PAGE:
ID                                                                                                                NH
                                                                                    SD                        WI                                             NY         MA
                                                                     WY                                                                                                CT RI

                                                                                                    IA                                                 PA         NJ
                                        NV                                                                                            OH                    MD DE
                                                               UT                                                  IL      IN
                                                                                                                                             WV             DC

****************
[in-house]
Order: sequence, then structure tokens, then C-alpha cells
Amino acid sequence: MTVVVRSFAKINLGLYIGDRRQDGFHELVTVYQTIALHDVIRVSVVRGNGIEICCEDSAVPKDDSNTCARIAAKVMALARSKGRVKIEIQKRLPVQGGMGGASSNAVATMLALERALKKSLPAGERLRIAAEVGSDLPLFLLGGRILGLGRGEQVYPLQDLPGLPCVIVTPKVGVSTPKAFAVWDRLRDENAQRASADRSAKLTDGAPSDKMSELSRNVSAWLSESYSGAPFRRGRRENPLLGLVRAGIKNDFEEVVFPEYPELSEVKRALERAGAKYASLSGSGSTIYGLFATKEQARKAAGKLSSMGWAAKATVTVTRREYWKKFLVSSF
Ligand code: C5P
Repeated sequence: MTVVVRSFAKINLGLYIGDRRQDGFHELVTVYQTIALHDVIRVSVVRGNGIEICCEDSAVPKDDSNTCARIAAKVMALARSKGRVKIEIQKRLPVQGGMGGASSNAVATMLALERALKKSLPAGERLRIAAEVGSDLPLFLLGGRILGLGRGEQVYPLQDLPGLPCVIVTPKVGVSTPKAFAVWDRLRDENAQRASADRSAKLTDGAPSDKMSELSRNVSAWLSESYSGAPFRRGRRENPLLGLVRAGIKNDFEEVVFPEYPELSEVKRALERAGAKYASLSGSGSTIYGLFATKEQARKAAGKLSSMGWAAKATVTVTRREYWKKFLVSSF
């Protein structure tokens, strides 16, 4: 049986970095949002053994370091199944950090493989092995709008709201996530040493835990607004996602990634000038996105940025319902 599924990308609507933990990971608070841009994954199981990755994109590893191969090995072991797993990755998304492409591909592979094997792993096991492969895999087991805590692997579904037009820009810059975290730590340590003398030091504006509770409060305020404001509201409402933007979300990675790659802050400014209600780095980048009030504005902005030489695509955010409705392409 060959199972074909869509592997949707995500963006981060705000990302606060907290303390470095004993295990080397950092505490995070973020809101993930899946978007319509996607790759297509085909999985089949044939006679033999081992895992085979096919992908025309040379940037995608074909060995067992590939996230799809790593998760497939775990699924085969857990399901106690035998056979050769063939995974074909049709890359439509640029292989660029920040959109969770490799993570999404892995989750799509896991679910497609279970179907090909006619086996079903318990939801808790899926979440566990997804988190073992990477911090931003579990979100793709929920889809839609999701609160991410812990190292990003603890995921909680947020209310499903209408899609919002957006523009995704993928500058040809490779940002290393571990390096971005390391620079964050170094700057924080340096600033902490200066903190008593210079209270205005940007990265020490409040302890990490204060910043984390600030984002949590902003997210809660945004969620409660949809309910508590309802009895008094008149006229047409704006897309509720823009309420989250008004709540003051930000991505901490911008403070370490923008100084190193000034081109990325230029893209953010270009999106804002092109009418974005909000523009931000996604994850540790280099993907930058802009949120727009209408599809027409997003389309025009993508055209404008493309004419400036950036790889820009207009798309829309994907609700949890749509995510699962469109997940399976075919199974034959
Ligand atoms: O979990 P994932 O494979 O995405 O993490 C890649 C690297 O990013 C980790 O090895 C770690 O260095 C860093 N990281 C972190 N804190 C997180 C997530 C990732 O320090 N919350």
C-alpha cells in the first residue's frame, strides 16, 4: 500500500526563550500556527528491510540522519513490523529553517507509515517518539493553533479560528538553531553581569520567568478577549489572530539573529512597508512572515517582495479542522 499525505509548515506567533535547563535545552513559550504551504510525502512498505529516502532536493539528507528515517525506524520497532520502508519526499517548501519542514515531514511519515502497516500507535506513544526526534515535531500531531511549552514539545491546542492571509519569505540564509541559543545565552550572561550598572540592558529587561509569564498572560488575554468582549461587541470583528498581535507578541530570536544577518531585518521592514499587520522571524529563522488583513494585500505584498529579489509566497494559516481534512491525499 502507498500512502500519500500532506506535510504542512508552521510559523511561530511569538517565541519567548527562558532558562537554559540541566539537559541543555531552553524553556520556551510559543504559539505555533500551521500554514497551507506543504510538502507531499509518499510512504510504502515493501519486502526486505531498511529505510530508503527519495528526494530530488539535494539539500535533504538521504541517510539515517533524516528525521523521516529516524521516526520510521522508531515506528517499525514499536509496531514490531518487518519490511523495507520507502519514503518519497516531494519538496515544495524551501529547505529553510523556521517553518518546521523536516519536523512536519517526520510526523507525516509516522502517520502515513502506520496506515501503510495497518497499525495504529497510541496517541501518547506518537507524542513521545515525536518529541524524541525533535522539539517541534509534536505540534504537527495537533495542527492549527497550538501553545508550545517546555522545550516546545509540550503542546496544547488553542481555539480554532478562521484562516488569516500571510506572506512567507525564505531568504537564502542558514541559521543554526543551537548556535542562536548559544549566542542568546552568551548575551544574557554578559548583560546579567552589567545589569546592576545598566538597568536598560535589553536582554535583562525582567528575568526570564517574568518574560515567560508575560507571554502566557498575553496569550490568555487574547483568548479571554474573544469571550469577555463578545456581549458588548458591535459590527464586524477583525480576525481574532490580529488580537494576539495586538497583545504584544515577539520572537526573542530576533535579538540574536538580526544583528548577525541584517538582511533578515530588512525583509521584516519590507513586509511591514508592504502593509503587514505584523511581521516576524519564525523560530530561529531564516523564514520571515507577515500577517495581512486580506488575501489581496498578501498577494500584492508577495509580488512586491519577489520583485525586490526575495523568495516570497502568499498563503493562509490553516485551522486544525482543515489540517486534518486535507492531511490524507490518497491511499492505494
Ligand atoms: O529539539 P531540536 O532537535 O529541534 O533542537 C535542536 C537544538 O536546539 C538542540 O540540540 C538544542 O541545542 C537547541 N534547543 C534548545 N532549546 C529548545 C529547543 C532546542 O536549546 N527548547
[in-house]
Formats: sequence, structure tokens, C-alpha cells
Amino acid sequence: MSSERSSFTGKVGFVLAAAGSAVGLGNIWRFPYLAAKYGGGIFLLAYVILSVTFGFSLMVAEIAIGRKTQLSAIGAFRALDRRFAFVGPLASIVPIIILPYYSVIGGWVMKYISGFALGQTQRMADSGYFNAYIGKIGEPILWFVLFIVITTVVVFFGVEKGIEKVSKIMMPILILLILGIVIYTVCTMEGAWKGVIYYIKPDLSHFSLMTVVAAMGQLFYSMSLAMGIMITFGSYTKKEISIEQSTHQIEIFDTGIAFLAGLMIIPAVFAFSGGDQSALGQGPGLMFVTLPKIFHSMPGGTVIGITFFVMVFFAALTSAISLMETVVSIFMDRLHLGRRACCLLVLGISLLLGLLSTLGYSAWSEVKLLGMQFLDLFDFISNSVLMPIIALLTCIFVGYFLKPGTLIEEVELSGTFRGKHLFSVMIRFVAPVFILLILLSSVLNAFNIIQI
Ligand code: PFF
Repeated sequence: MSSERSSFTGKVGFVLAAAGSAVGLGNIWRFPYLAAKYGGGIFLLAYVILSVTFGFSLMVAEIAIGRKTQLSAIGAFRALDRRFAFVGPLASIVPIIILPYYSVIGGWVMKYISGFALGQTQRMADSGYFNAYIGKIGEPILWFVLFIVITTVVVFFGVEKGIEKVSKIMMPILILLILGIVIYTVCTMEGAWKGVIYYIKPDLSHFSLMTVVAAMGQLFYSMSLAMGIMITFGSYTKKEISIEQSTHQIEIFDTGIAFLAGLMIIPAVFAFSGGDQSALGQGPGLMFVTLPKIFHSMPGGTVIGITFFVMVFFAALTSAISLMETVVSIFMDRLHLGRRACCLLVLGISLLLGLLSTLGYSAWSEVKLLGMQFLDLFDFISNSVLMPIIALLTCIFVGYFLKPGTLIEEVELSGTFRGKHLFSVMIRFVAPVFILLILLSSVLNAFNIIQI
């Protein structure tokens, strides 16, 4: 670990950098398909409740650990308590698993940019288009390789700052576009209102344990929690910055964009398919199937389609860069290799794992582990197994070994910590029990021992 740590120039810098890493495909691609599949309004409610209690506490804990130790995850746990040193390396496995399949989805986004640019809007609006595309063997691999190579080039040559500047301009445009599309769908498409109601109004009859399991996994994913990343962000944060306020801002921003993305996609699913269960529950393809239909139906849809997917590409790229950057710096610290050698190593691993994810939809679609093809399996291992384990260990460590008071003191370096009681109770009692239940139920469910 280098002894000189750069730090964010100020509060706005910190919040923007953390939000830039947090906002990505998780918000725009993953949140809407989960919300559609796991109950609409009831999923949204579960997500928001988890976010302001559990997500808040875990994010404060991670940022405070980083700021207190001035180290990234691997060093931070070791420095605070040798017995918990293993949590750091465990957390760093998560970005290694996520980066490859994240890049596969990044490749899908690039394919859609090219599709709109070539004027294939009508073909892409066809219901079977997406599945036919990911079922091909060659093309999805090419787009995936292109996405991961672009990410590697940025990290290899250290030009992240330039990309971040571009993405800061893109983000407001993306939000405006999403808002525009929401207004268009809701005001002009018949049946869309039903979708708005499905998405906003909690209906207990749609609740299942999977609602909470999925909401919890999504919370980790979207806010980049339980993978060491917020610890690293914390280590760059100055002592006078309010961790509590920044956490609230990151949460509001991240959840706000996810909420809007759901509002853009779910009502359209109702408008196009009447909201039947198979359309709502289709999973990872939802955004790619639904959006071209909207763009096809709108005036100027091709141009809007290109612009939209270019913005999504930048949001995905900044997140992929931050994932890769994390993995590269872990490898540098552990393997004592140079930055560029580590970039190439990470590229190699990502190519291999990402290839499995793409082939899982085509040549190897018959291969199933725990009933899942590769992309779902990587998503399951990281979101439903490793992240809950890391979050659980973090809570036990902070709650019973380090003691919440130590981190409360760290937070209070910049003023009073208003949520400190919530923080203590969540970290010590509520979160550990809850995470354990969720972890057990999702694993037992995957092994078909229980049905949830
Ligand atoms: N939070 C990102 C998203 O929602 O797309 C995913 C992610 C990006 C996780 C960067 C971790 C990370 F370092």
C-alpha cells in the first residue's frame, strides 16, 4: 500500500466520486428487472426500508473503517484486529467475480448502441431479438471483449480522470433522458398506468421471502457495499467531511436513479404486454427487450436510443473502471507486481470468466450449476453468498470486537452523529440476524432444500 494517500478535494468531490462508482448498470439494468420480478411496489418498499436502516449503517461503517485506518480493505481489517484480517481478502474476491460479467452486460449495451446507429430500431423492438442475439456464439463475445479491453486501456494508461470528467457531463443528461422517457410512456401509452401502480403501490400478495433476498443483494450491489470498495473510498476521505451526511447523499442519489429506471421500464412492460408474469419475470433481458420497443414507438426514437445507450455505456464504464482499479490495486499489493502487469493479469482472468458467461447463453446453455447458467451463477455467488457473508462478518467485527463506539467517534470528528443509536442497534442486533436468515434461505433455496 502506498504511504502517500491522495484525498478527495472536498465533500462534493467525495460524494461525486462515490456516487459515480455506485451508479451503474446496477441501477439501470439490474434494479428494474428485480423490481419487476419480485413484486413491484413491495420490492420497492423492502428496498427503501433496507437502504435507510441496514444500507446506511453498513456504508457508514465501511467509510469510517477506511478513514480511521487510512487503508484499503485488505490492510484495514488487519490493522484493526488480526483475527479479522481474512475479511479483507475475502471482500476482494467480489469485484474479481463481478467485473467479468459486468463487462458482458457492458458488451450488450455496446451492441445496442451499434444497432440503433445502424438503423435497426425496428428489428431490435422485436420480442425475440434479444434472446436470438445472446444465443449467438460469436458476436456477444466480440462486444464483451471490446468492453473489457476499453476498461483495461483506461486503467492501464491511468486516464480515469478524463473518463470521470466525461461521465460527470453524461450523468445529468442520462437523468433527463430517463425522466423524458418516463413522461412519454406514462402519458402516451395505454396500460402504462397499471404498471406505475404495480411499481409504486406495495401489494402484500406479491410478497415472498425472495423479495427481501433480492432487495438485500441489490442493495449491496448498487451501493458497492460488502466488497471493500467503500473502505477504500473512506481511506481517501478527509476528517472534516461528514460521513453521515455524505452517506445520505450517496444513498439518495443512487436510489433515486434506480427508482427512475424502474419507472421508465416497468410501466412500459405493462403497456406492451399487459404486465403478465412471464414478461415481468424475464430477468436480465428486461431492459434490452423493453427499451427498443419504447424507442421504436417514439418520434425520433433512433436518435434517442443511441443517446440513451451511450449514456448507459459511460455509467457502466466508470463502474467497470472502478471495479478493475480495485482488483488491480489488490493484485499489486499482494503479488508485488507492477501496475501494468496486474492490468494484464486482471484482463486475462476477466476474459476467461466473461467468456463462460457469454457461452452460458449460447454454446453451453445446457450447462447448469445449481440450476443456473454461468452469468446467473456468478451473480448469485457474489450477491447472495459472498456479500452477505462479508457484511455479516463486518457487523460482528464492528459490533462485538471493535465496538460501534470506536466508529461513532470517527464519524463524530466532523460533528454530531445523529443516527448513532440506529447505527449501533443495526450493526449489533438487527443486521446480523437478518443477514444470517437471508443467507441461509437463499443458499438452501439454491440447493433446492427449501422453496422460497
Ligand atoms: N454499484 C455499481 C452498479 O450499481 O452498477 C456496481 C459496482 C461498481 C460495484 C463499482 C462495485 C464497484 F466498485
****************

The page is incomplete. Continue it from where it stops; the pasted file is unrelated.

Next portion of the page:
CA                                              CO
                                                                                         KS          MO                                                VA
                                                       AZ                                                AR
                                                                     NM                                                                           SC

                                                                                                                   MS       AL          GA




                                                                          HI                                            No tenant protection